Reliable and affordable infrastructure systems are the backbone of modern service-based economies. From communications and energy to transport and water, a key feature of these systems is their interconnectedness – that is, an event at a particular place and time has consequences that ripple throughout an extended network and period.
This talk will explore how weather and climate information propagates through to consequences and decision-making value in these complex systems. A particular focus will be to demonstrate how atmospheric circulation patterns can be used to support deeper physical understanding of processes, to derive more skilful extended-range predictions, and help to inform decision-making on timescales from several days to many decades. Recent examples will be drawn from energy-system applications including: the use of pattern-based methods to exploit conditional predictability, and the use of multi-decadal climate and climate-change datasets for assessing extreme weather-stress.
Professor David Brayshaw
David Brayshaw is a Professor of Climate Science and Energy-Meteorology, and joint Head of the Department of Meteorology at the University of Reading. Brayshaw’s interests span both fundamental and applied climate science, with a particular focus on the application of climate information in the energy sector. He has led contributions to several large multi-national research projects, including two prototype “climate services for energy” (ECEM, S2S4E) and the pan-European advanced climate modelling research programme (PRIMAVERA), and much of his work features close collaboration with industry stakeholders. Brayshaw founded and chairs the interdisciplinary “Next Generation Challenges in Energy-Climate Modelling” workshop series which brings together more than 100 researchers from around the world, across energy- and climate- science, industry and policy. Brayshaw is a Fellow of the Royal Meteorological Society and is also founding co-chair of the RMetS “Energy” special interest group.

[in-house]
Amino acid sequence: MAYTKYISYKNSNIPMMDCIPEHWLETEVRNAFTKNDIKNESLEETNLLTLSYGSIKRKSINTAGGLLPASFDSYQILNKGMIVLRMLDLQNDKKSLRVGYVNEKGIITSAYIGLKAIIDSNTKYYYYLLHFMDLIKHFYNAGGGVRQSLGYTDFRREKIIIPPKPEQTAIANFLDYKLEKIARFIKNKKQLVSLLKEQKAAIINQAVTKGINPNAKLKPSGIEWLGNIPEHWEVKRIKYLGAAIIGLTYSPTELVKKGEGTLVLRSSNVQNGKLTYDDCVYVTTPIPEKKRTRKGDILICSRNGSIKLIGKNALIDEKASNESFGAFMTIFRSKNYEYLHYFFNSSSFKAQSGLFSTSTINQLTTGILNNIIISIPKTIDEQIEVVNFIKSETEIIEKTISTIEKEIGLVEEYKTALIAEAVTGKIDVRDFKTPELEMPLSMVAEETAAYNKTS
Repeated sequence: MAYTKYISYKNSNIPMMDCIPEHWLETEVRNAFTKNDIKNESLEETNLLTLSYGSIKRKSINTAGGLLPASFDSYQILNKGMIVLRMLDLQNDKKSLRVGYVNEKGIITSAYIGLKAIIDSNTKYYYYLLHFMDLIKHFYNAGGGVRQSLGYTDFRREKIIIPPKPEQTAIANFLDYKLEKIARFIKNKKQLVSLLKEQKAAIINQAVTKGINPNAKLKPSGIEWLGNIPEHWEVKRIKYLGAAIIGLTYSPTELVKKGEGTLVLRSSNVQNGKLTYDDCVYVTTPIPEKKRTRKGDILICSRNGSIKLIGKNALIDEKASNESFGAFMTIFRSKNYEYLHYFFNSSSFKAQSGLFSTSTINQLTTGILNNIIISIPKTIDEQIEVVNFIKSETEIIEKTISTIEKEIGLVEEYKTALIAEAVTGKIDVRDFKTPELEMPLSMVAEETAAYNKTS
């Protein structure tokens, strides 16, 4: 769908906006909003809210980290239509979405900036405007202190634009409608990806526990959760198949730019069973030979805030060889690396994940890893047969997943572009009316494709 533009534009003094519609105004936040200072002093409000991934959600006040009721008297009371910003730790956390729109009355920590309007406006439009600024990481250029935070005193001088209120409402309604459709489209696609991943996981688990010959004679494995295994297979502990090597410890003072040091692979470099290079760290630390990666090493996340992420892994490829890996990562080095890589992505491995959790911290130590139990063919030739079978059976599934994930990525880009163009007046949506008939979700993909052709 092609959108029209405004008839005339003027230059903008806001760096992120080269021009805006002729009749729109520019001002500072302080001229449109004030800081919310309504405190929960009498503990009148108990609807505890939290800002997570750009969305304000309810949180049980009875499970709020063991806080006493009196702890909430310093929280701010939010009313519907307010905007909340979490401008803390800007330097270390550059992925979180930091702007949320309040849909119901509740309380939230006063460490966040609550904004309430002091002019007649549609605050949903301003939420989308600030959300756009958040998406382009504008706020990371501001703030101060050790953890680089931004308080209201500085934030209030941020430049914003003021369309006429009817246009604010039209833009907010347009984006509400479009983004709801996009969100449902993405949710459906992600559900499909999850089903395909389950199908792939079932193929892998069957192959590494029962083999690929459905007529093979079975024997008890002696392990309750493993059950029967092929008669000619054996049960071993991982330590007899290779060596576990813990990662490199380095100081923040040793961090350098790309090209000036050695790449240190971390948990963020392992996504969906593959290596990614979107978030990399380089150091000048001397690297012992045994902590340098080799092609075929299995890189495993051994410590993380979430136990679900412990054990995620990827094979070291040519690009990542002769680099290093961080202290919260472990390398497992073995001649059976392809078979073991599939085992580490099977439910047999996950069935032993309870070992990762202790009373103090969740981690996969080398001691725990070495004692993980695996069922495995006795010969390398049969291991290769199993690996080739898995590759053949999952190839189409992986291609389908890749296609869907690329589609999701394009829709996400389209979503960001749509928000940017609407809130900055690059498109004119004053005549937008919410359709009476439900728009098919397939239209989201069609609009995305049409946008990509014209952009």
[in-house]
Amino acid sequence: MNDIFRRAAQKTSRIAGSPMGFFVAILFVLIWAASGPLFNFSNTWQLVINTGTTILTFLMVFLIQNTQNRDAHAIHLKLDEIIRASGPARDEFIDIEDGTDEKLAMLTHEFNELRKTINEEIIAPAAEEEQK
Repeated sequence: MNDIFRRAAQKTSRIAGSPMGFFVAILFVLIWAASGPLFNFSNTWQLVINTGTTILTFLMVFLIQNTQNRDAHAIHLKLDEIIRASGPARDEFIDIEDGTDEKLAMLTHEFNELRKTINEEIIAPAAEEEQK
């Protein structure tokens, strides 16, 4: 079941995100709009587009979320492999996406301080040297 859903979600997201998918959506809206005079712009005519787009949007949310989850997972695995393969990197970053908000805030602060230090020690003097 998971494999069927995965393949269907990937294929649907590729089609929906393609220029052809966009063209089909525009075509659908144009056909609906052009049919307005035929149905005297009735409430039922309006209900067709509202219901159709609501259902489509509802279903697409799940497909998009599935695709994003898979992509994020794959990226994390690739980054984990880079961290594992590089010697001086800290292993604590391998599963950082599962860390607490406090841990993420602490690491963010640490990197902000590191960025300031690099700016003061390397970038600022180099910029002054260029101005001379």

Continuing our online Meteorological Masterclasses in partnership with the University of Reading, we are pleased to announce a new Masterclass series in “Atmospheric Blocking: Dynamics, Predictability, Impacts and Climate
During this series, three leading experts from the University of Reading will discuss the latest scientific advances for understanding and predicting weather, climate, and its impacts. Topics to be covered include the fundamentals of blocking, anticipating climate risk in infrastructure using atmospheric circulation patterns and representation of blocking in modes and climate projections.
These masterclasses are intended to provide support for professionals working in Meteorology and Climate Science, and its operational applications who wish to remain up to date on recent scientific developments in the field.
Masterclasses will run weekly on Wednesday’s 18 October, 01 November and 08 November 2023 from 3 pm to 4.30 pm (UTC), consisting of a presentation followed by the opportunity for questions and discussion with the speaker. Whilst the webinars are part of a series, attendance at all three events is not compulsory.
Sessions will be available as videos for any member who has registered but cannot attend. All registrants will have an option to email questions up to one week after the date of them going live.